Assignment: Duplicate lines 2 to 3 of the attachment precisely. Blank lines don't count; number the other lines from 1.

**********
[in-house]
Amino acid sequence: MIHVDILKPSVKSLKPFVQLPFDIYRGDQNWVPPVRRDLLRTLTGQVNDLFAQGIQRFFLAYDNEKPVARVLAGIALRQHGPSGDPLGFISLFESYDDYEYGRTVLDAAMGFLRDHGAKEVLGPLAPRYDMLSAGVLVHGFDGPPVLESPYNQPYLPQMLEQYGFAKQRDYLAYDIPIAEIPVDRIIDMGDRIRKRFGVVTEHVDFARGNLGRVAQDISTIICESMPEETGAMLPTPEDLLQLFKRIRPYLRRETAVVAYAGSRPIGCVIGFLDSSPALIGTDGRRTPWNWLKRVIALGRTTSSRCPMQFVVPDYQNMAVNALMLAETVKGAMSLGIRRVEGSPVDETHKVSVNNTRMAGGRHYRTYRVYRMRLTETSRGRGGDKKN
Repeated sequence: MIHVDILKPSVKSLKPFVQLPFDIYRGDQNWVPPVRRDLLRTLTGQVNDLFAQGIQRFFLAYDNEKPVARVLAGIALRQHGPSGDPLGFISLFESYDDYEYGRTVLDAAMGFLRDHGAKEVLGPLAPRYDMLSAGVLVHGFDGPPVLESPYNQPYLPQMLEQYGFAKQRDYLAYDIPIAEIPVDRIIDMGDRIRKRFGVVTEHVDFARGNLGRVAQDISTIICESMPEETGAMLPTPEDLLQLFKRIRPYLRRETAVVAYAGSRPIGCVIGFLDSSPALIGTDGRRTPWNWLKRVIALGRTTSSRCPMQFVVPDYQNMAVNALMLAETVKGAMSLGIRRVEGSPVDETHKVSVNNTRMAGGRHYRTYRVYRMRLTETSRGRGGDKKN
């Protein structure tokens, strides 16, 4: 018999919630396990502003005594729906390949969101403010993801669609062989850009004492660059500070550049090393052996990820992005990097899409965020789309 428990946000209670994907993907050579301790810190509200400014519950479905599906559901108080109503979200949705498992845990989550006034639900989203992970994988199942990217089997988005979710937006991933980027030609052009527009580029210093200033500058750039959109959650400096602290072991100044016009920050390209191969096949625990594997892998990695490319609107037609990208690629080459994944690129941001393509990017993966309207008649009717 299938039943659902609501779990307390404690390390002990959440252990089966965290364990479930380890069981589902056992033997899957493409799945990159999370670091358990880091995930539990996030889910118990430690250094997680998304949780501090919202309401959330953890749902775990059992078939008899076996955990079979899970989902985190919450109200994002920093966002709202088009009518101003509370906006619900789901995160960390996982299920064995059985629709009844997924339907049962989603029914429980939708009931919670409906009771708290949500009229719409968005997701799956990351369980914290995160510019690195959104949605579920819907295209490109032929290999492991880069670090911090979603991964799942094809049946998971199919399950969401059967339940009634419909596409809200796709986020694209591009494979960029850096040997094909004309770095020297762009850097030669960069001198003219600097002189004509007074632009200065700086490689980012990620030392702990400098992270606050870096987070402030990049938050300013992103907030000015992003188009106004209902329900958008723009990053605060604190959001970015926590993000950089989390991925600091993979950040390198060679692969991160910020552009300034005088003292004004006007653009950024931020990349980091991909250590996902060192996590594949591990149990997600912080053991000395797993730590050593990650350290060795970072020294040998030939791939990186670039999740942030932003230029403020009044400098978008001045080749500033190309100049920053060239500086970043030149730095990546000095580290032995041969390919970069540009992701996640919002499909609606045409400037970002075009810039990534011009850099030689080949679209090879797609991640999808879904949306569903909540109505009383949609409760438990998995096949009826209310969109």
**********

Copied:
Amino acid sequence: MIHVDILKPSVKSLKPFVQLPFDIYRGDQNWVPPVRRDLLRTLTGQVNDLFAQGIQRFFLAYDNEKPVARVLAGIALRQHGPSGDPLGFISLFESYDDYEYGRTVLDAAMGFLRDHGAKEVLGPLAPRYDMLSAGVLVHGFDGPPVLESPYNQPYLPQMLEQYGFAKQRDYLAYDIPIAEIPVDRIIDMGDRIRKRFGVVTEHVDFARGNLGRVAQDISTIICESMPEETGAMLPTPEDLLQLFKRIRPYLRRETAVVAYAGSRPIGCVIGFLDSSPALIGTDGRRTPWNWLKRVIALGRTTSSRCPMQFVVPDYQNMAVNALMLAETVKGAMSLGIRRVEGSPVDETHKVSVNNTRMAGGRHYRTYRVYRMRLTETSRGRGGDKKN
Repeated sequence: MIHVDILKPSVKSLKPFVQLPFDIYRGDQNWVPPVRRDLLRTLTGQVNDLFAQGIQRFFLAYDNEKPVARVLAGIALRQHGPSGDPLGFISLFESYDDYEYGRTVLDAAMGFLRDHGAKEVLGPLAPRYDMLSAGVLVHGFDGPPVLESPYNQPYLPQMLEQYGFAKQRDYLAYDIPIAEIPVDRIIDMGDRIRKRFGVVTEHVDFARGNLGRVAQDISTIICESMPEETGAMLPTPEDLLQLFKRIRPYLRRETAVVAYAGSRPIGCVIGFLDSSPALIGTDGRRTPWNWLKRVIALGRTTSSRCPMQFVVPDYQNMAVNALMLAETVKGAMSLGIRRVEGSPVDETHKVSVNNTRMAGGRHYRTYRVYRMRLTETSRGRGGDKKN